South Asia contains a contrasting array of different countries and different cultures. The incredibly wealthy state of Brunei stands in stark contrast to the poverty of Bangladesh and Pakistan. India, Sri Lanka and Nepal offer stunning natural beauty unsurpassed in the region.
In all of these countries English is the de facto second language, and in countries like India it is the medium of instruction in many schools.
Again contrast is the keynote here. Brunei requires that prospective teachers wishing to teach in state or private schools have a TESOL certificate, a PGCE and an undergraduate degree, and two years’ teaching experience. With all of the other countries a TESOL certificate alone will do fine.
With language institutes you can, in the main, expect to find yourself teaching those who work in business or tourism, less so those doing it just for fun. In India, for example, good English is a status symbol, and marks out one class from another. This ‘needs-driven’ market makes for sharp, well-motivated students. Don’t expect to find people dozing at the back of the class. Commensurately, these people are paying for the privilege, and will expect a respectable, well-turned out, professional teacher. Another thing to be aware of is that many students will have been studying English for a number of years, and may have considerable awareness of grammar, such as tenses. Be on your metal, and prepare well. You don’t want to have your knowledge of tenses tested by your students, who learned them all by heart before they were ten! One often finds a disparity between knowledge and oral and written dexterity. For example, students may be quite unused to hearing English spoken by a native speaker. Conversely, some, from experience in the tourist industry, speak and comprehend with great dexterity, but perform poorly in writing.
Because of the huge variety of standards in education you can expect a commensurately varied student body. Some will have very little experience; however, others, privately educated, will have many years experience in studying English.
Most teachers report that students in this region are a joy to teach and that there is great enthusiasm for learning English.
Visas and Regulations
It is best to check with the consulate in your country of origin, in order to verify what your visa entitlements are. In many of the countries detailed here, people do work on tourist visas; however, this will not wash in places such as Brunei, and in some countries runs the risk of deportation and fines.
Think about also what you have to do to renew your visa. All the way back home, or does a cross-border trip do nicely? How many times can you renew your tourist visa, and how do you get a work permit?
Getting a Job
A modicum of preparation prior to setting out will pay dividends. Think of not one country, but the sub continent of South Asia. You may come to value mobility once you hit this part of the world. Hence, it is a very good idea to contact all of the Asian embassies your country of origin, enquiring about teaching and visas, and see what you get back. You will find that you have a nice big file folder of leads and information, but will vary from country of origin to country of origin, Asian embassy to Asian embassy. Also, prior to setting out, it is important to have originals and copies of the certificates that you hold.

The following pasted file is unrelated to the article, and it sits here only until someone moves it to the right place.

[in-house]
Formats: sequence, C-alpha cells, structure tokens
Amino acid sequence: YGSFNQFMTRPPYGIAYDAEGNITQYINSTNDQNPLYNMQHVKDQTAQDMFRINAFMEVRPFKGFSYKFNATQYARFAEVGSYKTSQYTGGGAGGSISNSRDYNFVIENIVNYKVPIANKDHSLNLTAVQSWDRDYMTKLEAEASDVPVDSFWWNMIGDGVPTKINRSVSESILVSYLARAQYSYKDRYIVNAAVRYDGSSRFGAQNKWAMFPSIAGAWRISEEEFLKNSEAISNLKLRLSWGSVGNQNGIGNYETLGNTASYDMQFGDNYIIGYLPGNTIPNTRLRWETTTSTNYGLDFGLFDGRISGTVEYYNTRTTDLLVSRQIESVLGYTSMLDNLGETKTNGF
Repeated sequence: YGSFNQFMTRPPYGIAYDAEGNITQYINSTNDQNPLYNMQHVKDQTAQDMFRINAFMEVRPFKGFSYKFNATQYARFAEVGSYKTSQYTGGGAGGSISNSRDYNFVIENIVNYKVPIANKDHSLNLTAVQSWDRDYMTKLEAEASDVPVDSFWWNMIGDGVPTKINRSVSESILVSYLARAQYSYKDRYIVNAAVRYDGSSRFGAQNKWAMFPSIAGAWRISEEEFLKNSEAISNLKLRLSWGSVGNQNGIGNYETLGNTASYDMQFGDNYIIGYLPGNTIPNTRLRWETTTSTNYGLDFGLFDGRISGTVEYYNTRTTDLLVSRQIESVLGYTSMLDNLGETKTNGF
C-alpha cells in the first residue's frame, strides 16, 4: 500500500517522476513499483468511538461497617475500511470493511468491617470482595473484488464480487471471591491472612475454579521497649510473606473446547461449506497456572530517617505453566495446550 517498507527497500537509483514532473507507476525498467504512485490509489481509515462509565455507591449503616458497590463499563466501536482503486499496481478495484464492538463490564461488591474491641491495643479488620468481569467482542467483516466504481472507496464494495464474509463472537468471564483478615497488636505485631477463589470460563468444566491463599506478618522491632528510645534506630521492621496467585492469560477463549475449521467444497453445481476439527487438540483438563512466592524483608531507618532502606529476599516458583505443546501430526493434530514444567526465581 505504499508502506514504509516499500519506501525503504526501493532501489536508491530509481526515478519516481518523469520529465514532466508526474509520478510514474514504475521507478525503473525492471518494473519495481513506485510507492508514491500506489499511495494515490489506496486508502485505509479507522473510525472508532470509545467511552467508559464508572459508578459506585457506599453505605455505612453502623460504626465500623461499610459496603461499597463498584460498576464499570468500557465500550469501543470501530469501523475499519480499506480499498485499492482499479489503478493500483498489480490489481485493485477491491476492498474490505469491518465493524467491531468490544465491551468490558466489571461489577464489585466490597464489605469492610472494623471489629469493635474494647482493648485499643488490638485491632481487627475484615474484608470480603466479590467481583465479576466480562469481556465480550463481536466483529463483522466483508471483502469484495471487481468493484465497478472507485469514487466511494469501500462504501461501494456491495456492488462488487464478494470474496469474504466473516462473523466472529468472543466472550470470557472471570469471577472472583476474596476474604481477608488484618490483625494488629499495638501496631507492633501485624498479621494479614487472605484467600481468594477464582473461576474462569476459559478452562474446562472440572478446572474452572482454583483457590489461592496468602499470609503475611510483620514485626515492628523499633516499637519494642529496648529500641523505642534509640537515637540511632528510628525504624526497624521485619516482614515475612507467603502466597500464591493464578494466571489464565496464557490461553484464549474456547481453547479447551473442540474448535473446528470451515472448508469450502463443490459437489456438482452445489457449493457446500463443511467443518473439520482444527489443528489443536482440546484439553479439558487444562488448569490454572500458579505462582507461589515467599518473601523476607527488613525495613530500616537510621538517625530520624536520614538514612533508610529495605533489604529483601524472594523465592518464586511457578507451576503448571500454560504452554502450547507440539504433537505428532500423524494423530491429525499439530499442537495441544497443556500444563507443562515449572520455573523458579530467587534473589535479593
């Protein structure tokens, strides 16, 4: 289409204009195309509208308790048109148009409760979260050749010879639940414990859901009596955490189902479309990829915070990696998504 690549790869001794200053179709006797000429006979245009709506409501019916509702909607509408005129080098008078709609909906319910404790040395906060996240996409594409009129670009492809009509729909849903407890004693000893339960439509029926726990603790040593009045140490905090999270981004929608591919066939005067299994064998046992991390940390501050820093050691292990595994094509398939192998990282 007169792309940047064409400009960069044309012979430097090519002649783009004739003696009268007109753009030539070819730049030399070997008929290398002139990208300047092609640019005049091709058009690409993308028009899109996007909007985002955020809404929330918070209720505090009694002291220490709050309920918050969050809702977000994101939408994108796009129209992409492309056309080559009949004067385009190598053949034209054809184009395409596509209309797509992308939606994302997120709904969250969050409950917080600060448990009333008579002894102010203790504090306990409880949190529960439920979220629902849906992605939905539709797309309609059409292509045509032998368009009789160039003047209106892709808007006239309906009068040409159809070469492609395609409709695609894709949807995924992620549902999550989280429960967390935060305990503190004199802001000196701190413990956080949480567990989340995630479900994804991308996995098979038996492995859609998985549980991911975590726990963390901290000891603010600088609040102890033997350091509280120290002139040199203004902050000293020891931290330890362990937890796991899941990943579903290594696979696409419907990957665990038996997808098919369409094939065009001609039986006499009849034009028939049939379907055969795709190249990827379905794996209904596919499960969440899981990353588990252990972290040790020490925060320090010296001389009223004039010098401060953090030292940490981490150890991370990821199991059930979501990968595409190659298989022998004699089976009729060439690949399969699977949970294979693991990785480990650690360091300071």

There are avenues that can be utilized to gain a placement prior to setting out. Princeton ([email protected]) and Stanford ([email protected]) Universities run volunteer programs in various countries, a component of which is TESOL teaching. Stanford’s program, for example, is open to graduates and graduating seniors, and charges a fee of $1,975 for one year, and $975 for two. This covers the cost of flights, training, visas and insurance.
In Brunei the suitably qualified should contact CfBT (www.cfbt.com) who place teachers in the country. In Nepal Educate the Children (www.etc-nepal.org) provides placements for the suitably qualified. In Bangladesh and Pakistan it is a good idea to contact the British Council, who have their own teaching program. In Sri Lanka, again, the British Council is a good contact and should be able to offer advice on teaching in the country.
For many, getting a job will mean knocking on doors - hence, the need for those certificates. Highly-qualified, and more importantly, well-turned-out, organized and enthusiastic teachers are in short supply. If they like you they will most certainly find some teaching for you!
Hence, one of the best and most realistic propositions is to build a working life based around constructing a portfolio a few hours here and a few hours there, bearing mind that revenue from ‘privates’ can double a teacher’s income, one should always be on the lookout for private students, whatever one’s employment or visa status. The market for those wanting private tuition or conversation practice is huge, and potentially very lucrative, therefore, not be neglected. Give yourself time to build a portfolio of work. This is best safeguard to both your income, and employment status.